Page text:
Zoe Saldana has been cast to play singer and rights activist Nina Simone in an upcoming biopic, a decision that has caused all kinds of controversy because, as Ta-Nehisi Coates writes in the Atlantic, the African-American actress does not share the "dark skin, broad nose, and full lips" of Simone. The casting is unfortunate, but is it racist? Well, yes, writes Coates. Those behind the movie, almost all of them white, are surely "good, non-racist people," writes Coates, but that doesn't matter. "No one on the team seems to understand the absurdity at hand—making a movie about Nina Simone while operating within the very same machinery that caused Simone so much agony in the first place." In fact, if a young version of Simone herself were around, she probably wouldn't have gotten the part because of her distinct African-American looks.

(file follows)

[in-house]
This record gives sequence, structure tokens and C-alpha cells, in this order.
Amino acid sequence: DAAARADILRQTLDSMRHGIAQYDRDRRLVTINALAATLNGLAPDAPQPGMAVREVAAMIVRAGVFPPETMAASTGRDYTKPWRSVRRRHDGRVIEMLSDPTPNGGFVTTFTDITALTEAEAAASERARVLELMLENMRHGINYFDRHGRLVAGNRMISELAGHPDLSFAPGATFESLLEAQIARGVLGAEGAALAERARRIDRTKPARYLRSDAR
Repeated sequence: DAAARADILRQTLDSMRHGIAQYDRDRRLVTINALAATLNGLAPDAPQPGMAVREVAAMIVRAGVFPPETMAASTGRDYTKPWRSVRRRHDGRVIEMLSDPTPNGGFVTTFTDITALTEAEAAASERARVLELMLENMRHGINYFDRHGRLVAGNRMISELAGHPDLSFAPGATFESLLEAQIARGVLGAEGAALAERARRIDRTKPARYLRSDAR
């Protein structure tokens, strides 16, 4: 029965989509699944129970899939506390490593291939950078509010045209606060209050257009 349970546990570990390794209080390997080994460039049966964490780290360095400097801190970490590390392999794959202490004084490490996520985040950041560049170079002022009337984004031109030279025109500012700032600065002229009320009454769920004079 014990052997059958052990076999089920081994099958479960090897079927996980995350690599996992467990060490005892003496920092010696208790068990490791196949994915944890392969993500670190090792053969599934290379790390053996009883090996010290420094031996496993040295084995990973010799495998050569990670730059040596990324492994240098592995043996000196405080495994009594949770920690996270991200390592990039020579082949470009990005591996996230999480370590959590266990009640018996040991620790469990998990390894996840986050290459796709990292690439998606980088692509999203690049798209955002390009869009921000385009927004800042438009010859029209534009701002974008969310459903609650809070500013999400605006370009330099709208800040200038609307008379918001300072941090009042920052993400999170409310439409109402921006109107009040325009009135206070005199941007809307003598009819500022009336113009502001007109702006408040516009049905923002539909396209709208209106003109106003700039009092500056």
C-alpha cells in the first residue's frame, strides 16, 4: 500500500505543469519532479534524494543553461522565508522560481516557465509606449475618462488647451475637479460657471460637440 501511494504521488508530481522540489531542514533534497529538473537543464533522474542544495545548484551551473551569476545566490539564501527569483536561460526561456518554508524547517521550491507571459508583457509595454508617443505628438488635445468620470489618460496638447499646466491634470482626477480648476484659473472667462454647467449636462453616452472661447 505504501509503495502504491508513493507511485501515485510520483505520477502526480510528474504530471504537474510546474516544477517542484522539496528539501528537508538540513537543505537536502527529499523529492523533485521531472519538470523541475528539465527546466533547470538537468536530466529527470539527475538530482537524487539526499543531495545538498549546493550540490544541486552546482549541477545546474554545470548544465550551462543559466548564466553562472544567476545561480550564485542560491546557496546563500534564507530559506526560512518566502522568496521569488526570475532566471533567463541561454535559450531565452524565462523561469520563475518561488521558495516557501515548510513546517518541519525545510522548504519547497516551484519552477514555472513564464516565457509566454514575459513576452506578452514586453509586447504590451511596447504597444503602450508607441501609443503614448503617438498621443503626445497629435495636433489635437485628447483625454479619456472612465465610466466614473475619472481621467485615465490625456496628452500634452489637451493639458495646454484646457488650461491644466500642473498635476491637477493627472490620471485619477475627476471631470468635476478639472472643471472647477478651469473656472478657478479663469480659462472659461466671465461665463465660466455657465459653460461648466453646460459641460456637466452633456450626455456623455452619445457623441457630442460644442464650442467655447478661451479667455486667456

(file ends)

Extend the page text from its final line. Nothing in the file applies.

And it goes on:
"The very fact that there’s such a shallow pool of actors who look like Simone is not a non-racist excuse, but a sign of racism itself—the same racism that plagued Nina Simone," writes Coates. The producers have become unwitting "cogs" in the perpetuation of this "racist hierarchy," one that proves the world is still not ready for Simone's story to be told. Director Cynthia Mort has asked everyone to withhold judgment until seeing the movie, but Coates thinks that's irrelevant. The movie itself may end up being great, but "nothing about the quality of Nina can actually counter the problems inherent in its very inception." Besides, he adds, black women already have seen the film in one sense. "Indeed they’ve been seeing it all their lives." Click for the full column.